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Health investigators overwhelmed by ‘avalanche’ of COVID-19 cases

Updated July 16, 2020 - 10:23 am

The recent surge of COVID-19 cases has overwhelmed public health investigators in Clark County, who are now forced to prioritize who among those testing positive will be notified by a phone call and interviewed about their contacts.

Investigators with the Southern Nevada Health District are charged with contacting people who have tested positive for the coronavirus, in some instances notifying them of their testing status. It’s also the job of investigators to ask infected people to isolate themselves and to provide the names of their close contacts. These contacts will be notified that they may have been exposed to COVID-19 and asked to self-quarantine to avoid infecting other people.

To best curb the spread of disease, it is ideal to contact positive individuals within 24 to 48 hours of lab results, said Devin Raman, a senior disease investigator for the district. The current volume of cases, however, has made that impossible, she said.

In a week, the district’s 64 investigators can locate, contact and interview an estimated 2,000 new cases, Raman said. However, with 5,300 new cases in the county in the past seven days, the agency now has a backlog of thousands of cases.

She likened the workload to “trying to stop an avalanche with our bare hands.”

Automated system

A saving grace, Raman said, is that the district has launched an automated system that will automatically text or email a patient testing positive who has provided complete contact information. A “high percentage” of people are successfully contacted within 24 hours of a lab delivering results.

People reached in this manner are then asked to provide contact information for those with whom they’ve been in close contact. Public health authorities have defined a close contact as someone who was within 6 feet of an infected person for 10 minutes during the time when they likely were contagious.

“Individuals who received a positive test result can enter contacts into the automated system, and many do,” Raman said. But she noted “more contacts are provided when a positive case is interviewed by a case investigator.”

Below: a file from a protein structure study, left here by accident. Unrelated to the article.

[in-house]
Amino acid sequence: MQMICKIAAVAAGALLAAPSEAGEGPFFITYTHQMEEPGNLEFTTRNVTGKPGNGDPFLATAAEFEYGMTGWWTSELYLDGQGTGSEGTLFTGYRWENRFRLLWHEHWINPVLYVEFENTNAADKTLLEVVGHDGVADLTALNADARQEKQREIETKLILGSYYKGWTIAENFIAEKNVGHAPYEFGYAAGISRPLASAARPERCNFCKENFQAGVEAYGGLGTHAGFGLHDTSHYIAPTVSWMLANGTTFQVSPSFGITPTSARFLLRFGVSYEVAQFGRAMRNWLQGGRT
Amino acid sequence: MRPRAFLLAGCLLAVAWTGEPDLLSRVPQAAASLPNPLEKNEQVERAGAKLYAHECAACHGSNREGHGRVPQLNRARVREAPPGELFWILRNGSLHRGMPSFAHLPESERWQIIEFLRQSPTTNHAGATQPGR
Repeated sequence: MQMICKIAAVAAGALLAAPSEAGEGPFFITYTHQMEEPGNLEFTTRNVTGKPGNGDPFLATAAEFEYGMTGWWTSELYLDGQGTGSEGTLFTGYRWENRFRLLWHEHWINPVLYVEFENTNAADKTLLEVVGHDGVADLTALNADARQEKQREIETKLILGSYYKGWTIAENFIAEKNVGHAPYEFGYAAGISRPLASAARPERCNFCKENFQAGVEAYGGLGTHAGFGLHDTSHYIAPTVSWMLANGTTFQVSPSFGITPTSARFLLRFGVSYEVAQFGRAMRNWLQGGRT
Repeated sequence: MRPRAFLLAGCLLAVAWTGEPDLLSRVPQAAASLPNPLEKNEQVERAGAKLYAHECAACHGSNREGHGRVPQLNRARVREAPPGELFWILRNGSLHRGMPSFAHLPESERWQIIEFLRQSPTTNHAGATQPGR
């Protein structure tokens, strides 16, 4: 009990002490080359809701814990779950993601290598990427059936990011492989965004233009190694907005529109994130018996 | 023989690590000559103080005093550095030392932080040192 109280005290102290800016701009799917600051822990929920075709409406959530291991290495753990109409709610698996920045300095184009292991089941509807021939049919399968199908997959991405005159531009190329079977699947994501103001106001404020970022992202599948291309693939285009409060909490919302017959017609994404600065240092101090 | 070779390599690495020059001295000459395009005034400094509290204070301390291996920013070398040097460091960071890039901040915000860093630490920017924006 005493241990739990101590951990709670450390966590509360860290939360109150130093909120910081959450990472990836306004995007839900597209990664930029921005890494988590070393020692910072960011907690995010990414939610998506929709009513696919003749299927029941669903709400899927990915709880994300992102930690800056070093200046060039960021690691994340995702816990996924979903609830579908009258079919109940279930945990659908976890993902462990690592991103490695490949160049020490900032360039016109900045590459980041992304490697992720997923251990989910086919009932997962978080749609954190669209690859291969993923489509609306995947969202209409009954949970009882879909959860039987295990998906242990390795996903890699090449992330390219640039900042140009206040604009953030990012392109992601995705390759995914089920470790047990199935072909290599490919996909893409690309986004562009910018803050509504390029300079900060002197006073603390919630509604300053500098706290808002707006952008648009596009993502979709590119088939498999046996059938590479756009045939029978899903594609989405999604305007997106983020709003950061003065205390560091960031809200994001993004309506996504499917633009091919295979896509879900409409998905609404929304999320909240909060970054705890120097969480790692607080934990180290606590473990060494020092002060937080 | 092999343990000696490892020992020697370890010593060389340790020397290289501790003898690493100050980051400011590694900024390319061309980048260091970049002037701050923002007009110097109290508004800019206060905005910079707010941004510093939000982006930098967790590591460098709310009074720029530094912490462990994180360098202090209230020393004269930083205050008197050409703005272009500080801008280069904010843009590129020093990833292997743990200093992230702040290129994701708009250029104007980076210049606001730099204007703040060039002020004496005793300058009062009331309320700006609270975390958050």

To receive a personal call by an investigator, Raman’s team is prioritizing cases that could affect the most people or have the greatest impact, such as that of health care provider or a first responder, or one involving a homeless shelter, day care center, school or hotel.

“We’ll get that assigned out immediately,” she said.

Individuals who were tested at a mass testing site also may be able to get their results by logging onto a website. Or they may receive notification from the physician who ordered the test.

Until the past few weeks, a district team overseen by Raman was charged not only with contacting those who’d tested positive but also their close contacts. Now the state is overseeing this function.


Some 500 “contract tracers” employed through professional services firm DeLoitte have been tasked with calling or texting the contacts. State officials have said that 20 percent of Nevada’s positive cases were identified through contact tracing.

During a media telebriefing Wednesday, Julia Peek, a deputy administrator with the Nevada Department of Health and Human Services, acknowledged a backlog of cases in Clark County.

“I don’t know what it (the backlog) is right now, but as long as they (the health district) have correct information, they are reaching out through that electronic medium at a high capacity in a shorter period of time,” she said. “It’s just the whole investigation that’s taking a little bit longer.”

Raman said her team has no opportunity at present to return to older cases, focusing instead on new cases where they can still make an impact.

“A big part of what we do is providing education and then also identifying the parameters of the isolation,” she said, by explaining how and for how long a COVID-19-positive person should stay away from other people.

Soon the ranks of her team will be bolstered by 20 employees on loan from Clark County. She also anticipates that grant funding will provide another 50 investigators, though it’s unclear in what time frame. Some staffing was lost when district pool inspectors and sexually transmitted disease investigators who were filling in returned to their regular positions, she said.

“It’s frustrating seeing this backlog and not being able to really do the job that we want to do for our community,” Raman said. “There’s just no light at the end of the tunnel right now.”

Contact Mary Hynes at mhynes@reviewjournal.com or 702-383-0336. Follow @MaryHynes1 on Twitter.

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